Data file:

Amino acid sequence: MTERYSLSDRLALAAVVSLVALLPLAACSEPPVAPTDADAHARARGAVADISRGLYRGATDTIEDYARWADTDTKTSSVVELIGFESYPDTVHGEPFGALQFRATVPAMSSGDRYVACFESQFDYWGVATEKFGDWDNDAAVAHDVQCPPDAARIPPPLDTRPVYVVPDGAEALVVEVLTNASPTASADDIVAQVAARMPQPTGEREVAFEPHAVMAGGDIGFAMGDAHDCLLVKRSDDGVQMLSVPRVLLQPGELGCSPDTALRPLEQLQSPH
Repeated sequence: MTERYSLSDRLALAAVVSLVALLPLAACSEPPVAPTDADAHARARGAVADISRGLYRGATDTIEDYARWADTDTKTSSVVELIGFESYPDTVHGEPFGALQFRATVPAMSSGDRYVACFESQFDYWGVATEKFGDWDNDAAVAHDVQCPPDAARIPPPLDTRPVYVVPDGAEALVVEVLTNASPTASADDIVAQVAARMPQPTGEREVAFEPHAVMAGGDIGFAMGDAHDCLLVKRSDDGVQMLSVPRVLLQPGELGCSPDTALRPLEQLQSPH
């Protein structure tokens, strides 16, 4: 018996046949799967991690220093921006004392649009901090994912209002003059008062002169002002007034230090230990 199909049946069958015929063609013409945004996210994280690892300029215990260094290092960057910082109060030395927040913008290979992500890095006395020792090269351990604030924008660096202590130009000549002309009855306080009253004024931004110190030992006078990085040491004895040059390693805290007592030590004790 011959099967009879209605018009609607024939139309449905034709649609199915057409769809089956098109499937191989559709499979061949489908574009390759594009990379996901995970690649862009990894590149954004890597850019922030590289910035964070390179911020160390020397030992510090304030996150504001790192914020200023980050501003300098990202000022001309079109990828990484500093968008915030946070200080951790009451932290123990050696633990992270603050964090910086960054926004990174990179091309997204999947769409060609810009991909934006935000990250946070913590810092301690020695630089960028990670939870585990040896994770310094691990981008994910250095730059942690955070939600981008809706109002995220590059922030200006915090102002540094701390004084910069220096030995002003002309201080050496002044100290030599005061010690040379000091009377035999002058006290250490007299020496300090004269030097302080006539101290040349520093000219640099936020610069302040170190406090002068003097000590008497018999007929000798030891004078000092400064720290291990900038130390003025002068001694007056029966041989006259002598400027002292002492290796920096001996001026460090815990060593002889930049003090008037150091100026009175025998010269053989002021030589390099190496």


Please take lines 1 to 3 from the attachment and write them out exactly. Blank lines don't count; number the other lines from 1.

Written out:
Amino acid sequence: MTERYSLSDRLALAAVVSLVALLPLAACSEPPVAPTDADAHARARGAVADISRGLYRGATDTIEDYARWADTDTKTSSVVELIGFESYPDTVHGEPFGALQFRATVPAMSSGDRYVACFESQFDYWGVATEKFGDWDNDAAVAHDVQCPPDAARIPPPLDTRPVYVVPDGAEALVVEVLTNASPTASADDIVAQVAARMPQPTGEREVAFEPHAVMAGGDIGFAMGDAHDCLLVKRSDDGVQMLSVPRVLLQPGELGCSPDTALRPLEQLQSPH
Repeated sequence: MTERYSLSDRLALAAVVSLVALLPLAACSEPPVAPTDADAHARARGAVADISRGLYRGATDTIEDYARWADTDTKTSSVVELIGFESYPDTVHGEPFGALQFRATVPAMSSGDRYVACFESQFDYWGVATEKFGDWDNDAAVAHDVQCPPDAARIPPPLDTRPVYVVPDGAEALVVEVLTNASPTASADDIVAQVAARMPQPTGEREVAFEPHAVMAGGDIGFAMGDAHDCLLVKRSDDGVQMLSVPRVLLQPGELGCSPDTALRPLEQLQSPH
């Protein structure tokens, strides 16, 4: 018996046949799967991690220093921006004392649009901090994912209002003059008062002169002002007034230090230990 199909049946069958015929063609013409945004996210994280690892300029215990260094290092960057910082109060030395927040913008290979992500890095006395020792090269351990604030924008660096202590130009000549002309009855306080009253004024931004110190030992006078990085040491004895040059390693805290007592030590004790 011959099967009879209605018009609607024939139309449905034709649609199915057409769809089956098109499937191989559709499979061949489908574009390759594009990379996901995970690649862009990894590149954004890597850019922030590289910035964070390179911020160390020397030992510090304030996150504001790192914020200023980050501003300098990202000022001309079109990828990484500093968008915030946070200080951790009451932290123990050696633990992270603050964090910086960054926004990174990179091309997204999947769409060609810009991909934006935000990250946070913590810092301690020695630089960028990670939870585990040896994770310094691990981008994910250095730059942690955070939600981008809706109002995220590059922030200006915090102002540094701390004084910069220096030995002003002309201080050496002044100290030599005061010690040379000091009377035999002058006290250490007299020496300090004269030097302080006539101290040349520093000219640099936020610069302040170190406090002068003097000590008497018999007929000798030891004078000092400064720290291990900038130390003025002068001694007056029966041989006259002598400027002292002492290796920096001996001026460090815990060593002889930049003090008037150091100026009175025998010269053989002021030589390099190496």